Emergency Response Post Natural Disaster Natural disasters are destructive and damaging, striking many countries and devastating hundreds of people. They are also inevitable, therefore, the only way to defend a country from their effects is through effective emergency response. The recovery from a natural disaster requires adequate support and funding, as well as an efficient team to aid in the rescue of people and restoration of disaster-struck areas. ASEAN has established multiple policies regarding emergency response for natural disasters, however, many of these are not carried out as expected.
Currently, the disasters striking New Zealand that are the most costly and destructive are floods, storms, and earthquakes, with the Canterbury earthquake in 2010-2012 being “by far the most damaging and expensive natural disaster in New Zealand’s history.” Earthquakes affect over a thousand people and cause deaths and building damage, and four earthquakes have already struck in the past decade, hitting New Zealand’s economy as well. On the 31st of August 2012, the National Crisis Management Centre (NCMC), the crisis management command centre of New Zealand, issued new operating orders for ‘International Assistance Cell (IAC)’.
The IAC lists the standard operating procedures for requesting and providing international assistance. New Zealand also supports the ASEAN Agreement on Disaster Management and Emergency Response (AADMER). Outlined in the agreement, the member countries will provide 1) Emergency Relief, 2) Rehabilitation and Reconstruction, and 3) Prevention and Mitigation. New Zealand has followed these requirements by providing support to emergency situations to rescue and rebuild, and has met the Earthquake Prone Building policies as listed in the Building Act 2004 to reduce damage in the future.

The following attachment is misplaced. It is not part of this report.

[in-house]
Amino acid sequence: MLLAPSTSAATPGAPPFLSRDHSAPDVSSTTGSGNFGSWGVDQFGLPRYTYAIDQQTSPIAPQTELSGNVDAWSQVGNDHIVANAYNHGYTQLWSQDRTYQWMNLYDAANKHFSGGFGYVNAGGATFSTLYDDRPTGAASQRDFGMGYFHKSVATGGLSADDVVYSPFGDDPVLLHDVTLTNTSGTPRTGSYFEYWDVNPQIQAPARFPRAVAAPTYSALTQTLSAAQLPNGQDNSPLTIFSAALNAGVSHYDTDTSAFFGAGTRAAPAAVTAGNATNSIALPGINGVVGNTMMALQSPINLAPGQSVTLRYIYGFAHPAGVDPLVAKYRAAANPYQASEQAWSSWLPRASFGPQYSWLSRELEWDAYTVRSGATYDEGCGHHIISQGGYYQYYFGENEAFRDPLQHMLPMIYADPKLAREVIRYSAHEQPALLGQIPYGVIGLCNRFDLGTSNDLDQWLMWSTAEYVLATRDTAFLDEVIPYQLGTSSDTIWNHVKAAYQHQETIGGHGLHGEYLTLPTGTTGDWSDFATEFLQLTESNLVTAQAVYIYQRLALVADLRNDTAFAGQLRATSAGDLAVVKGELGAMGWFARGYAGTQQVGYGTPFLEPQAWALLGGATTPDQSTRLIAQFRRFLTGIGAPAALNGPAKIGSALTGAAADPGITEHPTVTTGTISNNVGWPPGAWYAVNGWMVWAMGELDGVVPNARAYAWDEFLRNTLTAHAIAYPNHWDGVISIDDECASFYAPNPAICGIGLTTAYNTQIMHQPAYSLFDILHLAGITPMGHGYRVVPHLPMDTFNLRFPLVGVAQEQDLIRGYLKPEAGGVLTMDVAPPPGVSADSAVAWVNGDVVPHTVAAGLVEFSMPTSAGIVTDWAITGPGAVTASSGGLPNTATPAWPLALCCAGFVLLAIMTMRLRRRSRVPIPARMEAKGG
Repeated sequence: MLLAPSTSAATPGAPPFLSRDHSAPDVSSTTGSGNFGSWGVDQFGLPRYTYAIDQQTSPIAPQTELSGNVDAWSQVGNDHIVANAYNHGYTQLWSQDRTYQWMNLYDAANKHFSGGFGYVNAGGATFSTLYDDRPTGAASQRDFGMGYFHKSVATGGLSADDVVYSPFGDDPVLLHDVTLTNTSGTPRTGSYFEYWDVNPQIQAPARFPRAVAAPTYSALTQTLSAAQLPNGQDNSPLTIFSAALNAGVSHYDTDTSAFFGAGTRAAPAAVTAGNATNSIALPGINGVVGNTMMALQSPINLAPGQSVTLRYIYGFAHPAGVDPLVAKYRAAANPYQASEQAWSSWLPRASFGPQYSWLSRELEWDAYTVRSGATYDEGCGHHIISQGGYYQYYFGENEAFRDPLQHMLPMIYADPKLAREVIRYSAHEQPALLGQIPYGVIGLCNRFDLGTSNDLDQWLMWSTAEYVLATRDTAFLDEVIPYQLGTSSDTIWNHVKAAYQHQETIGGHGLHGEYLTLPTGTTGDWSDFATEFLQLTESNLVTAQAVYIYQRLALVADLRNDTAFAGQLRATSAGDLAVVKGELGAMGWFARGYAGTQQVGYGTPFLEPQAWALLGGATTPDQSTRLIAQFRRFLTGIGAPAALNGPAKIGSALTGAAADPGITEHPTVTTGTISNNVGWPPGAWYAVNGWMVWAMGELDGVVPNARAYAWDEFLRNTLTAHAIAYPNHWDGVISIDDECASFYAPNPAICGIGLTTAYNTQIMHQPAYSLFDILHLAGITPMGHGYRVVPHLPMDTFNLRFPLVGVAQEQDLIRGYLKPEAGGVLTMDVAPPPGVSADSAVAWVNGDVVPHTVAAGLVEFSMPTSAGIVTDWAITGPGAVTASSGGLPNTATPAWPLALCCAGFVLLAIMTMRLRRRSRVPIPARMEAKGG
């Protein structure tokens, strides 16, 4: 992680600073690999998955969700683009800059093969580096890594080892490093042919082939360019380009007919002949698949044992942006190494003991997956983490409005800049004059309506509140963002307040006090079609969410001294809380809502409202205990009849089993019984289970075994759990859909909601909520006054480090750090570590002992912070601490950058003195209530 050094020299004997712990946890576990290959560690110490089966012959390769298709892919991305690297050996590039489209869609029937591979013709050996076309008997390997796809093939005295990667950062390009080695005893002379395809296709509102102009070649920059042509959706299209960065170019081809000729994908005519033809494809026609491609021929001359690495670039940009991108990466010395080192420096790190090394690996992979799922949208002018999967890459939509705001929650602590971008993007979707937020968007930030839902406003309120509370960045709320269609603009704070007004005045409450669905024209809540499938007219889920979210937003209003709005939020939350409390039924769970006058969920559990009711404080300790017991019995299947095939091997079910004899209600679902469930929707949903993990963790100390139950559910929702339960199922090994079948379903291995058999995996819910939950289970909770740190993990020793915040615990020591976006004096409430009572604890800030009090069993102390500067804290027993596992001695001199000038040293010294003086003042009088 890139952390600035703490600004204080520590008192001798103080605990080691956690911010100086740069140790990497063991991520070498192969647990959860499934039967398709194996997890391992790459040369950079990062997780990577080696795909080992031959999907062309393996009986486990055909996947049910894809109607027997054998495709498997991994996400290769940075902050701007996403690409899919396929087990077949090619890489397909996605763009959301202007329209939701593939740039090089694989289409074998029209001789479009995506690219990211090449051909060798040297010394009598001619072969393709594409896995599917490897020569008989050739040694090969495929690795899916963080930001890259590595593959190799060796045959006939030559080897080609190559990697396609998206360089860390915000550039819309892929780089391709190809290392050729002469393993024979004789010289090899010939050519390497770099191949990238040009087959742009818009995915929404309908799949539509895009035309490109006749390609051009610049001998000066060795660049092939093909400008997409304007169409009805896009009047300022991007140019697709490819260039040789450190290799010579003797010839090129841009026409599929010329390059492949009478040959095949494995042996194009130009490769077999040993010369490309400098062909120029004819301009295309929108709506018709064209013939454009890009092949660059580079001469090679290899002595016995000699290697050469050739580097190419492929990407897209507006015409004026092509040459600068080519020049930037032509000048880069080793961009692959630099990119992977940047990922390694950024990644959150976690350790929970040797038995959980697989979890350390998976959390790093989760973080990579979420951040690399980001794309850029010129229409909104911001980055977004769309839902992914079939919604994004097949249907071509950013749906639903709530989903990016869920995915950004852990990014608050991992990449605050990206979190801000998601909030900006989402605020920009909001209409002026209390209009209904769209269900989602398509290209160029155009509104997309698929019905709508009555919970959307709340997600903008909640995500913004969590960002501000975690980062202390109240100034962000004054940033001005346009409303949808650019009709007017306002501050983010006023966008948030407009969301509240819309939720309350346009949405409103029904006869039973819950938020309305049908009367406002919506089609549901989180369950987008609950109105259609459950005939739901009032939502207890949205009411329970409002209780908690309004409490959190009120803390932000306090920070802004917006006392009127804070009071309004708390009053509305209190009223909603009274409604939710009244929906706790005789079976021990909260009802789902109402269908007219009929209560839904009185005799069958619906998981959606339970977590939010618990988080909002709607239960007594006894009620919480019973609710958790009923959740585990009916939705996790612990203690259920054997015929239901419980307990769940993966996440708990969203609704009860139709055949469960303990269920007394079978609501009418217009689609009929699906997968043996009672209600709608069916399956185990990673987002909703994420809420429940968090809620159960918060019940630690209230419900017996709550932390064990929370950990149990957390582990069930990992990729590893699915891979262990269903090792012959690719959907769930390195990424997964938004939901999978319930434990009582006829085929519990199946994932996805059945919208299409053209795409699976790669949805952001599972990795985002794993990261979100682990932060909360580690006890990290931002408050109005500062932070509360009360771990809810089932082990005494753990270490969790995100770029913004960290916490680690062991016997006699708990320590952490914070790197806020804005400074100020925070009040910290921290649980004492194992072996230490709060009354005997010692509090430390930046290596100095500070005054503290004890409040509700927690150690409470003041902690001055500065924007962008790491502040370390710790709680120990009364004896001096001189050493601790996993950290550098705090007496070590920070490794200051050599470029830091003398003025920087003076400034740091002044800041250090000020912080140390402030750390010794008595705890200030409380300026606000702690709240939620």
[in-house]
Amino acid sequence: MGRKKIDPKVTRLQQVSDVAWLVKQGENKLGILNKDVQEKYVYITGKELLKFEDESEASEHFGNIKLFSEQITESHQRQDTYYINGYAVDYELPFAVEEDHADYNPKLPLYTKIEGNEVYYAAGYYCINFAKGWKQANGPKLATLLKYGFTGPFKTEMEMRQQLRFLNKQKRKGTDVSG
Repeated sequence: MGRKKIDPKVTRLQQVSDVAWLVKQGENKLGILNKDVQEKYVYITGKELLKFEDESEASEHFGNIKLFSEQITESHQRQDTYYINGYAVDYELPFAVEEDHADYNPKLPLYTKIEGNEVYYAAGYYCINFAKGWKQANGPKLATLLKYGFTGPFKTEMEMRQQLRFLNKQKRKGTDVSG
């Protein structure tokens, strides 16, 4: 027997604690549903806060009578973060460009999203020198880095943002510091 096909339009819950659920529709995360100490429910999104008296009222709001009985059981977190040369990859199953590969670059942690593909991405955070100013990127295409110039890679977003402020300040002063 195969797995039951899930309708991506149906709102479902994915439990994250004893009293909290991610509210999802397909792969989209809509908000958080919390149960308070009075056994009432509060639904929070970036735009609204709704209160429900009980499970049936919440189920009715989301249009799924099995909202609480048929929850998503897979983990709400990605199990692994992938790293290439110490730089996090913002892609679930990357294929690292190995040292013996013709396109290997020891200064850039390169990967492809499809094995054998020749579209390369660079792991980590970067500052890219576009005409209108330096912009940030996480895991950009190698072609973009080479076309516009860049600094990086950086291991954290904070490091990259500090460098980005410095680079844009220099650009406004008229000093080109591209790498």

New Zealand strongly believes that the first step to decrease damage is to pass and enforce laws regarding the mitigation of disasters. In many developing countries, laws have been passed, however, due to lack of funding, some building companies do not put their houses through a testing process because it is too costly. New Zealand has a destructive testing process to test two different types of timber buildings to assess their stability. The testing process ensures the stability of the house. The second step to efficient emergency response is to appoint a certain group to take charge in all emergency situations, such as the NCMC. At present, the IAC is run by the NCMC along with the Emergency Coordination Centre, NCMC Logistics, New Zealand Fire Service and New Zealand Police. They are in charge of requesting and providing international assistance only. However, with expansion, the NCMC could also coordinate with international and national humanitarian agencies to aid in the rescue of civilians during the disaster. Postdisaster, the NCMC would aid the recovery with the help of agencies as well. Continuing on after the recovery, they would be able to check standards of buildings in the country and confirm that the policies regarding these buildings are followed. Funding is also another major issue the prevention of natural disaster devastation. To help with this, New Zealand proposes that countries set aside a certain percentage of their gross domestic product (GDP) to be used for emergency response. The money would be put forth to the recovery of the nation when needed.
The natural disasters are destructive and inevitable events that can be combated by reducing the damage caused and providing recovery. Countries should consider saving money for future use when an emergency occurs. New Zealand believes that appointing one centre to be the head director in any natural disaster will ensure that the emergency relief is efficient and effective, and is willing to work with other countries in ensuring the safety and preservation of human rights of civilians.